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Eliminating Precision Medicine Disparities Overview

Identification of actionable biomarkers continues to drive application of precision medicine in oncology. For patients with lung cancer, molecularly targeted therapies based on expression of specific biomarkers may be potential treatment options. Only through biomarker testing can clinicians discover whether lung cancers have targetable biomarkers.

Despite increasing evidence supporting the role of biomarkers in treatment decision-making for patients with lung cancer, recent studies1-3 report that more than 70 percent of patients treated in the community do not receive biomarker testing as recommended by National Comprehensive Cancer Network (NCCN) clinical practice guidelines, and more than 50 percent of patients do not receive appropriate precision medicine therapies based on the test results.2 Among underserved patient populations, the gap is even wider.4,5 Analysis of CMS claims data has revealed that Medicaid patients are 40 percent less likely to get tested than patients with private health insurance and Medicaid patients are 30 percent less likely to receive targeted therapies after testing, compared to patients with private health insurance.4

The ACCC Eliminating Precision Medicine Disparities project is focused on understanding specific barriers and challenges to equal access to precision medicine among underserved patient communities. Through this project, ACCC seeks to:

  • Evaluate patient and provider perceptions of equity in access to biomarker testing and gaps in access to appropriate precision medicine therapies based on identification of actionable biomarkers.
  • Gather feedback from patients and healthcare providers regarding specific barriers and challenges in obtaining biomarker testing and access to precision therapies.
  • Develop interventions for both patients and providers to promote biomarkers testing for patients with lung cancer in underserved communities.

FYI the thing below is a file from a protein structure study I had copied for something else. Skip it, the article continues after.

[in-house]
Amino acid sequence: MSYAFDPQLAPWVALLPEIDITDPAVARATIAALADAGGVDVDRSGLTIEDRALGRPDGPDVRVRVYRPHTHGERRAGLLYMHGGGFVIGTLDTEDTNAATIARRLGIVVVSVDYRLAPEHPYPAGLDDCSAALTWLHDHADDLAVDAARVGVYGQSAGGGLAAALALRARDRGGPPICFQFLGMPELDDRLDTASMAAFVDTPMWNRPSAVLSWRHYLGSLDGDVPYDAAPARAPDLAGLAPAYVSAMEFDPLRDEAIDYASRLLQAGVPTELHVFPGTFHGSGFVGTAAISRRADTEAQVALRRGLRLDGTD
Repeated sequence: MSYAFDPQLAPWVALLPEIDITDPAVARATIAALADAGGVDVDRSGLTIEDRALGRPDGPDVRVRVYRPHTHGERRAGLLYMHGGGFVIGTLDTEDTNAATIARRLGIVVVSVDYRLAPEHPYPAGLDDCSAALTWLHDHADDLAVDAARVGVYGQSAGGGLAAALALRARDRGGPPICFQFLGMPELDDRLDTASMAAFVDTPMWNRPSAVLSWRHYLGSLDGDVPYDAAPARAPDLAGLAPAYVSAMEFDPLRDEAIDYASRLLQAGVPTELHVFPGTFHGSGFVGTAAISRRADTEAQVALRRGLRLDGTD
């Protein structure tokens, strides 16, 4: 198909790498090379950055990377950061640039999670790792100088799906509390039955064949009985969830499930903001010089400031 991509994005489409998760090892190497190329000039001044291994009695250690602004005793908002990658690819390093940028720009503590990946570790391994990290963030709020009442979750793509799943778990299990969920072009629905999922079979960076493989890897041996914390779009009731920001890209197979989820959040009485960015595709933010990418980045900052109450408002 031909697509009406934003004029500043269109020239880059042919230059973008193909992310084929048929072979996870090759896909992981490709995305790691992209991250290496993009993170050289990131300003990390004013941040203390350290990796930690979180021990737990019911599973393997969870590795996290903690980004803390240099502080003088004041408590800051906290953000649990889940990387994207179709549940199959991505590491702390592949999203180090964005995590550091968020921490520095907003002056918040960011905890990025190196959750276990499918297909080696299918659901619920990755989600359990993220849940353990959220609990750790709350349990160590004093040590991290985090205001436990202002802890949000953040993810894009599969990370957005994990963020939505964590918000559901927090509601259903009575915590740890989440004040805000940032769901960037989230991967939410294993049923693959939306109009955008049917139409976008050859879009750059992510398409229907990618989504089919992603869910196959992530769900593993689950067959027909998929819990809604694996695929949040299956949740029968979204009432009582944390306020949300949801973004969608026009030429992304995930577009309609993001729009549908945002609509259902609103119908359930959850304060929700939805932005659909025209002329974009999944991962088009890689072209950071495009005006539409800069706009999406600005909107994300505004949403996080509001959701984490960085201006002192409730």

The project is guided by an expert multidisciplinary Advisory Committee. ACCC is pleased to partner with LUNGevity for the patient-facing components of this education intervention.

For more information about this project, please contact Lorna Lucas, Senior Director, Provider Education at ACCC.


Video Podcast

From Oncology Issues

v37n1-Patient-Perceptions-of-Biomarker-Testing-60x60Patient Perceptions of Biomarker Testing
Nikki Martin, MA; Lisa Dropkin; Lydia Redway; Mariel Molina; Janelle Schrag, MPH; Latha Shivakumar, PhD, CHCP; Leigh M. Boehmer, PharmD, BCOP; and Upal Basu Roy, PhD, MPH

As precision medicine becomes more common in the management of lung cancer, little is understood about the patient experience with biomarker testing, particularly of underserved patients. This study used survey and focus group methodology to determine patient perspectives on the educational needs within this community.

Appendix A: Patient Survey
Appendix B: Focus Group Guide

Presentations & Abstracts


  1. Gutierrez ME, Choi K, Lanman RB, et al. Genomic profiling of advanced non-small cell lung cancer in community settings: gaps and opportunities. Clin Lung Cancer. 2017;18(6):651-659.
  2. Mason C, Ellis PG, Lokay K, et al. Patterns of biomarker testing rates and appropriate use of targeted therapy in the first-line, metastatic non-small cell lung cancer treatment Setting. J Clin Pathw. 2018;(1):49–54.
  3. Audibert CM, Shea MB, Glass DJ, et al. Trends in the molecular diagnosis of lung cancer: results from an online market research survey. Washington, DC: Friends of Cancer Research; 2018.
  4. Palazzo LL, Sheehan DF, Tramontano AC, et al. Disparities and trends in genetic testing and erlotinib treatment among metastatic non-small cell lung cancer patients. Cancer Epidemiol Biomark Prev. 2019;28(5):926-934.
  5. Wong W, Wu N, et al. ALK testing trends and patterns among community practices in the United States. JCO Precis Oncol. 2018;2:1-11.

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Funding & support provided by Genentech, Janssen, Merck & Co., and Foundation Medicine